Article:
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We play rock/grunge/punk, our band is composed of drummer (me), 2 guitarists, bass player.

We're not pro, we play for fun but we want to play good and correct. I play drums for about 10 years now, other guys are around 5-6 years of practice. We've been playing together for 3 months, and we do only covers.

We enjoy playing together, but we loose energy on "random/jam/noisy" moments between two covers, and we don't repeat much songs we need to play : for example we start a song, we finish it, we play another one..and we come back to first one only if we'll have time.

Is there any "pattern" to follow, a structure for a beginner musicians playing in a band ?

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    There are probably as many ways to go about this as there are bands. You might decide spend part of your practice time on tunes the band already knows, and the remaining part on new tunes. It might be good to play any tune again when one of you hears a trouble spot to try to work out problems. Maybe take a break every four or five tunes. As for "random/jam/noisy moments," that is another topic. I think that answers here would quickly devolve into lots of opinion. – David Bowling Jan 16 at 15:26
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    One thing that to me wastes a lot of rehearsal time is always going back to the beginning of a song when there's a mistake. First - try to recover and continue: when you do play for people, and someone messes up, will you really stop and start again? Hope not! So start at the beginning of that verse, that middle 8, that chorus, and get good enough to start on an anacrucis or the third line of a verse. Proper counting in (you're the drummer!) is sacrosanct. – Tim Jan 16 at 15:35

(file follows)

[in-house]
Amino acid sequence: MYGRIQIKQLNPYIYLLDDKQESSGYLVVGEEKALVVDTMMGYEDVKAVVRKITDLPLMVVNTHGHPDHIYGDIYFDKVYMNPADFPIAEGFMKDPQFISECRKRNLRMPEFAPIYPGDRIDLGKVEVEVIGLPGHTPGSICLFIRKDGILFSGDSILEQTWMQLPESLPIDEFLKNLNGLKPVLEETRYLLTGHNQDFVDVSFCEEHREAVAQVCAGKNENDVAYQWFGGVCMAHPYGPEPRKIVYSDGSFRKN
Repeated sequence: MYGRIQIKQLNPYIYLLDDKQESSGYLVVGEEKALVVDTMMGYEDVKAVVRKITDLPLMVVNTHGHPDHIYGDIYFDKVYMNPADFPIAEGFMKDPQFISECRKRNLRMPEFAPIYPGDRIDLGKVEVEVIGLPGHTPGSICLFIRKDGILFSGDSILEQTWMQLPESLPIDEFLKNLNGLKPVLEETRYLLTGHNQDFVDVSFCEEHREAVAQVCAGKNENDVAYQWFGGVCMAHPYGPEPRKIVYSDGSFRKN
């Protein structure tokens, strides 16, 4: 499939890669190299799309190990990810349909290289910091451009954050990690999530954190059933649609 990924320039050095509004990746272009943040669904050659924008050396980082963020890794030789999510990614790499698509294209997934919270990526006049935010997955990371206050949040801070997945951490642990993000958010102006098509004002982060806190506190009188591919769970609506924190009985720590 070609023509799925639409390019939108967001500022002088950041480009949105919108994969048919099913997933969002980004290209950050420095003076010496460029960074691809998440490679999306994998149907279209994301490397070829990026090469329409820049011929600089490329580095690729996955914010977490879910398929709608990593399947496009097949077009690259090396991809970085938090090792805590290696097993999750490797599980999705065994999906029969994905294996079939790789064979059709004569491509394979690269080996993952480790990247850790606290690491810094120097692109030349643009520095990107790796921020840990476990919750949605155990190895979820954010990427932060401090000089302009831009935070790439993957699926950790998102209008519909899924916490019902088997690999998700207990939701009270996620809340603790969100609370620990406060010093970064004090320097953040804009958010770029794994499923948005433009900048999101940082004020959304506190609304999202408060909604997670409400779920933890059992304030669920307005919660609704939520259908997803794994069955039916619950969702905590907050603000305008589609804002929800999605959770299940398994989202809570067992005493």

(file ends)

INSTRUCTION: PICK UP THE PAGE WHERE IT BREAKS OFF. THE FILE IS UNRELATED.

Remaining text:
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    Some might say being 'practiced' and 'correct' in styles like punk and grunge is contrary to the styles! – Michael Curtis Jan 16 at 16:03
  • You need to be honest about why the mistakes are happening. Are you all just not playing well together or is someone a weak link on one song? Are you losing the beat? If you are playing covers there is no reason why each of you can't play with the "album" at home until your part is tight! Then, in theory, rehearsal should be uneventful. This is how orchestral musicians work it out (but with sheet music not an album). – ggcg Jan 16 at 17:37
  • You already accepted an answer, but I began to wonder if I understood the problem correctly. Is the problem that even though you think the playing is not good enough, instead of focusing on making specific aspects of the music better, you just play through songs from beginning to end as if in a karaoke? And even waste time between songs? Do you ever comment on specific things like "I think the bass and kick should play tighter together in this part" or "I think the rhythm guitar in the beginning is sloppy" - and then work on those specific things? Does each player practice at home too? – piiperi Jan 17 at 21:42
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This is a very complex question and solutions depend on your inter-personal chemistry, personal ambitions, sources of motivation etc.